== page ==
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Lookup NU author(s): Professor Colin MurrayORCiD
This work is licensed under a Creative Commons Attribution 4.0 International License (CC BY 4.0).
Much is written about how the 1998 Belfast/Good Friday Agreement conditions the processes leading to a ‘border poll’. However, the Agreement provides little more than a base line. This article sets off from this base line and explores, in the context of Ireland and Northern Ireland, the key features of the pathways for creating a new polity (albeit the analysis is relevant to any process of polity creation). Resting on the premise that a deep deliberate democracy is essential to the creation of new polities, the article uses legal pre-figuration to consider how the existing legal structures, questions of constituent power and self-determination alongside feminist constitutionalism and civil society action could shape polity creation through (re)unification referendums. Pressure always exists, in the context of referendums, for a rapid process which relies on existing practices. This prioritises the voices of certain community interests, to the exclusion or marginalisation of others. At their most extensive, processes which either are truncated and/or rely solely on existing practice will tweak Ireland’s existing constitution; Northern Ireland will find itself subsumed and pre-existing marginalisation of a range of groups will persist. Further, the potential inherent in the moment of creation of a new polity to define the new state will be lost. A (re)unification process offers an opportunity for the people of Ireland and Northern Ireland to consider the constitutional contours of the new state they are creating, an opportunity to be embraced.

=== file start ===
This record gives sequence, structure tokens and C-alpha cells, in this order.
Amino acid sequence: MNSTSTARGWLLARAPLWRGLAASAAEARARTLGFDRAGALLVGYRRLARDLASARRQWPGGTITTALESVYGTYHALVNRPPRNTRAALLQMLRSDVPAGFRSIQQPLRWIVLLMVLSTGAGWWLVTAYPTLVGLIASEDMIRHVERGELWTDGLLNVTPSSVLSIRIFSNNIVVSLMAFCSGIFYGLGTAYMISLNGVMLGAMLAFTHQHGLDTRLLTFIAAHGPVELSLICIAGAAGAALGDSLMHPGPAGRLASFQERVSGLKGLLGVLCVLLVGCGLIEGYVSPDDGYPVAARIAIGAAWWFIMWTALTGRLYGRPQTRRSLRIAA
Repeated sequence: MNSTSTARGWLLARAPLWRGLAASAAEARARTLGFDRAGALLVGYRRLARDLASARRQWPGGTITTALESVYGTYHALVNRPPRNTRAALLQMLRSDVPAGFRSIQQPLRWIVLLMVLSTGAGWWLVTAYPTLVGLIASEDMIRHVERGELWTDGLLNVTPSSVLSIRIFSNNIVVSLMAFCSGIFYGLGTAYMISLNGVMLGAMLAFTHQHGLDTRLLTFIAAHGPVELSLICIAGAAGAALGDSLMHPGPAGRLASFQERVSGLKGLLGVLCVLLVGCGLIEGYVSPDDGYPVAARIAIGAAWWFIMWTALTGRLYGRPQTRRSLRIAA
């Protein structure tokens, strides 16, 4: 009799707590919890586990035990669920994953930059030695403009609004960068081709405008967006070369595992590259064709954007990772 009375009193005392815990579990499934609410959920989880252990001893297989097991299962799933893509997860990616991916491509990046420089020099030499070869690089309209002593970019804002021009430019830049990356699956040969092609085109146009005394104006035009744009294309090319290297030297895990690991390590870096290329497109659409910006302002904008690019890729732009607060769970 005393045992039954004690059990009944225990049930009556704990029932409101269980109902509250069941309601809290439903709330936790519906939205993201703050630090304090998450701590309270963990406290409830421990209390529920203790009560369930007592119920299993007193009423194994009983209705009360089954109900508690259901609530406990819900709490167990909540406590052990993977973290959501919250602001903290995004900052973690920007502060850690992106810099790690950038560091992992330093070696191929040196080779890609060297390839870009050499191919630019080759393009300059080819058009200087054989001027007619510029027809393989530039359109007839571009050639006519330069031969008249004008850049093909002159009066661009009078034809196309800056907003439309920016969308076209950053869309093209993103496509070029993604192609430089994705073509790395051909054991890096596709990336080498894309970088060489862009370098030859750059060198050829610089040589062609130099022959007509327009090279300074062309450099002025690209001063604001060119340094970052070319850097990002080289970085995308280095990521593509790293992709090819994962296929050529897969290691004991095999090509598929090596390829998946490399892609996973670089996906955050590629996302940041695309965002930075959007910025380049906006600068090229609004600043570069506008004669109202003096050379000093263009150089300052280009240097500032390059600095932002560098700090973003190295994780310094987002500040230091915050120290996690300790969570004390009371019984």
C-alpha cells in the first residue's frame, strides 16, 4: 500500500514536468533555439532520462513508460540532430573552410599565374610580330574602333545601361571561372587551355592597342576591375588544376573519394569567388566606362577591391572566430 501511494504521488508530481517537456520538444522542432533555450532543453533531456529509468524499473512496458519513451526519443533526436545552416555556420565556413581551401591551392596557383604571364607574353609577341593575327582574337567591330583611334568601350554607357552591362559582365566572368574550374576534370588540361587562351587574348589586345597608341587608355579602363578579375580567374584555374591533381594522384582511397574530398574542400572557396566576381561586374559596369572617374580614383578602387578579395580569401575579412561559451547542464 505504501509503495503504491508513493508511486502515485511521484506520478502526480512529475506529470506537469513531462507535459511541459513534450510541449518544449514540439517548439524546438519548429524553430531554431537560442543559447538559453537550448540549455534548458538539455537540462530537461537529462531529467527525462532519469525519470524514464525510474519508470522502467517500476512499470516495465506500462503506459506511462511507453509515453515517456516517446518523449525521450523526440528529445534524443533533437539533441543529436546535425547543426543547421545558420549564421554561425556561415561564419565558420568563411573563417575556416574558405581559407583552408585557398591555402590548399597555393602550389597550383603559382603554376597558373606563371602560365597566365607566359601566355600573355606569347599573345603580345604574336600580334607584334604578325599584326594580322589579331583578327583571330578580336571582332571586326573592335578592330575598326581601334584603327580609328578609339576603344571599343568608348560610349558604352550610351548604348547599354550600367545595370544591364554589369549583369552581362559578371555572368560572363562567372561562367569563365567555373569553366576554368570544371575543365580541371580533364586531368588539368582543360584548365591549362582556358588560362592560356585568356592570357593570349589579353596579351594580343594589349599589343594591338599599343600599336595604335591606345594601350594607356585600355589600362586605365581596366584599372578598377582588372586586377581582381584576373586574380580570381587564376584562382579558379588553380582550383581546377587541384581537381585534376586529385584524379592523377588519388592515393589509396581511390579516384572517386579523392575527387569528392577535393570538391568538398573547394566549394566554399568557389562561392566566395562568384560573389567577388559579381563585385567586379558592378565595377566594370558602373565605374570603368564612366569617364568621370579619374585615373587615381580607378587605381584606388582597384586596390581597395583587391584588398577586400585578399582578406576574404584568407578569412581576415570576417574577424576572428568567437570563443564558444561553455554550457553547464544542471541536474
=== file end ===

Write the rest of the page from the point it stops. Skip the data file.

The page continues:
Author(s): Murray C, O'Donoghue A
Publication type: Article
Publication status: Published
Journal: King's Law Journal
Online publication date: 04/09/2023
Acceptance date: 23/08/2023
Date deposited: 28/08/2023
ISSN (print): 0961-5768
ISSN (electronic): 1757-8442
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